Picture: REUTERS, SIPHIWE SIBEKO
Picture: REUTERS, SIPHIWE SIBEKO

The rand fell more than 2% on Monday after Public Protector Busisiwe Mkhwebane controversially recommended amending the Constitution to change the mandate of the Reserve Bank.

Although most analysts said it was unlikely the recommendation would be implemented, the rand initially fell sharply before recovering as ratings agencies regard the Bank’s independence as a positive factor in their analysis of the South African economy.

The rand was at R12.92/$ in early evening trade, from R12.7844/$ after weakening to R13.0558/$ in intraday trade.

Nomura emerging markets investment economist Peter Attard Montalto said that a constitutional change to shift the Bank’s mandate from protecting the value of the rand in favour of the socioeconomic wellbeing of citizens was unlikely.

Attard Montalto said it was “a live-wire issue. Even if a change here is not likely to actually occur, the risk of it is important to markets and ratings agencies.”

Bond yields rose as prices fell on foreign selling. The R186 was bid at 8.53%, from 8.47%.

Ratings agencies have previously cited the independence of the Bank as one of the institutional strengths that counts in the country’s favour.

Mining stocks held up well in JSE trade after sharp falls on Thursday, following the release of the revised Mining Charter.

Gold shares were weaker, but the resources and platinum indices were higher on the weaker rand.

“The mining sector is pricing in a delay in the implementation of the Mining Charter,” said Capicraft Investment Partners analyst Drikus Combrinck.

He said the envisaged court challenge could drag on for years, nullifying some of the onerous stipulations in the charter. “Local mining companies already have most of their assets and activities offshore anyway,” Combrinck said.

Analysts warned that the picture could change in the short term as the third Mining Charter included stipulations that could affect investment sentiment. These included a black ownership requirement of 30% — up from a previous 26%.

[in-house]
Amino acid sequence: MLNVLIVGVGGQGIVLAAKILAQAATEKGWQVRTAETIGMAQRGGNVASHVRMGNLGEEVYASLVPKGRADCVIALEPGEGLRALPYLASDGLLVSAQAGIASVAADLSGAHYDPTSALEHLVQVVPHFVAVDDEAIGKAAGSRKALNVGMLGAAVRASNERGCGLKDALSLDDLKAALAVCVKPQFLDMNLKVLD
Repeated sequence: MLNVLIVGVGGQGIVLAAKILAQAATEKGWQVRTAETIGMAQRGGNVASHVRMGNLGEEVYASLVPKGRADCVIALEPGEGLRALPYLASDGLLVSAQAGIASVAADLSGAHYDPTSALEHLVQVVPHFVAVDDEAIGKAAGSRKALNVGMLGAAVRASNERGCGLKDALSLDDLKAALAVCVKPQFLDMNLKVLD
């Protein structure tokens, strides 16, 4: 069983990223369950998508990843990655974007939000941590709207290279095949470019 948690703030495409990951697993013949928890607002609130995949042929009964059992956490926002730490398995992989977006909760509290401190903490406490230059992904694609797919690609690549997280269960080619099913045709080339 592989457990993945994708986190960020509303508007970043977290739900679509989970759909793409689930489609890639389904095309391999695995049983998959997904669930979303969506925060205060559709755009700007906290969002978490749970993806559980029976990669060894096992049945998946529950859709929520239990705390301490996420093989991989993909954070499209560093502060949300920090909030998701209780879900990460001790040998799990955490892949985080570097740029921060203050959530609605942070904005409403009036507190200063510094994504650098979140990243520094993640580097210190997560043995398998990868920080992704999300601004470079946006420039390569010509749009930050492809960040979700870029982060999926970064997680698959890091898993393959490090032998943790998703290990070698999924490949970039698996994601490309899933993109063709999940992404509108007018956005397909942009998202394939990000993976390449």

The JSE all-share index ended the day in positive territory, firming 1.54% to 51,615.90. Last week, the index recorded its worst weekly losses for 2017.

“The rebound was to be expected given that were are in an oversold territory in the short term,” said Afrifocus Securities portfolio manager Ferdi Heyneke. After losing 4% on Thursday, the platinum index rose 1.01%.

Resources were up 2.02%, after losing 2.05% on Thursday.

Glencore closed 3.34% higher at R47.68 and BHP firmed 2.79%, to R194.44. Anglo American strengthened 0.34% to R163.87. African Rainbow Minerals was 2.49% higher at R75.83. Harmony Gold lost 3.25%, to R22.06.

Banking shares came under sustained pressure, with Barclays Africa the big loser after Mkhwebane said government should recover R1bn from Absa for the Bankorp lifeboat.

After losing nearly 3%, Barclays Africa ended the day 1.12% off at R144.86.

Industrials rose on a strong performance from Naspers, which jumped nearly 4% in response to a trading update indicating an expected 4%-10% rise in headline earnings a share for the year to March.

At the JSE’s close, the gold price was 0.42% lower at $1,248.12/oz on the stronger dollar, while platinum had eased 0.52% to $921.71.

Gold had traded at a three-week low after the US Federal Reserve raised interest rates last week, said TreasuryOne analyst Gerard van der Westhuizen.

 

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